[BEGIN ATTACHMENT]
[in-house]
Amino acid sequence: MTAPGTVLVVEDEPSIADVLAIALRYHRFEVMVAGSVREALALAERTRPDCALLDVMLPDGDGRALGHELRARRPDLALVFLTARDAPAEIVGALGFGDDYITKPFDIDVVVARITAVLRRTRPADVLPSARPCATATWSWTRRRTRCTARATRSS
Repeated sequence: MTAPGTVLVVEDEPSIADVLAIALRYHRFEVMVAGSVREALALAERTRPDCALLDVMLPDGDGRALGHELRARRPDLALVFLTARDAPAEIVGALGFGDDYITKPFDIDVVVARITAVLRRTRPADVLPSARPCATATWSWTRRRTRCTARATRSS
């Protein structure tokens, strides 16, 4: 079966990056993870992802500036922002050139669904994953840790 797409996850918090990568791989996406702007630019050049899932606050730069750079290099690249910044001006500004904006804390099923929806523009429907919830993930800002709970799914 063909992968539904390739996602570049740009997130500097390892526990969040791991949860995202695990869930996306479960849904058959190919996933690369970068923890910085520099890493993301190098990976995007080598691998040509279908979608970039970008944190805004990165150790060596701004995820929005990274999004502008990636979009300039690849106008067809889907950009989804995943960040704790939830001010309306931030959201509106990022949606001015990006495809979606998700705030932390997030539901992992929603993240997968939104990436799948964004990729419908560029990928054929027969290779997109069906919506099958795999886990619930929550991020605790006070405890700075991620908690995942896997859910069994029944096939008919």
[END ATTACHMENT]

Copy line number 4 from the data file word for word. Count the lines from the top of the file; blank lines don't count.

């Protein structure tokens, strides 16, 4: 079966990056993870992802500036922002050139669904994953840790 797409996850918090990568791989996406702007630019050049899932606050730069750079290099690249910044001006500004904006804390099923929806523009429907919830993930800002709970799914 063909992968539904390739996602570049740009997130500097390892526990969040791991949860995202695990869930996306479960849904058959190919996933690369970068923890910085520099890493993301190098990976995007080598691998040509279908979608970039970008944190805004990165150790060596701004995820929005990274999004502008990636979009300039690849106008067809889907950009989804995943960040704790939830001010309306931030959201509106990022949606001015990006495809979606998700705030932390997030539901992992929603993240997968939104990436799948964004990729419908560029990928054929027969290779997109069906919506099958795999886990619930929550991020605790006070405890700075991620908690995942896997859910069994029944096939008919």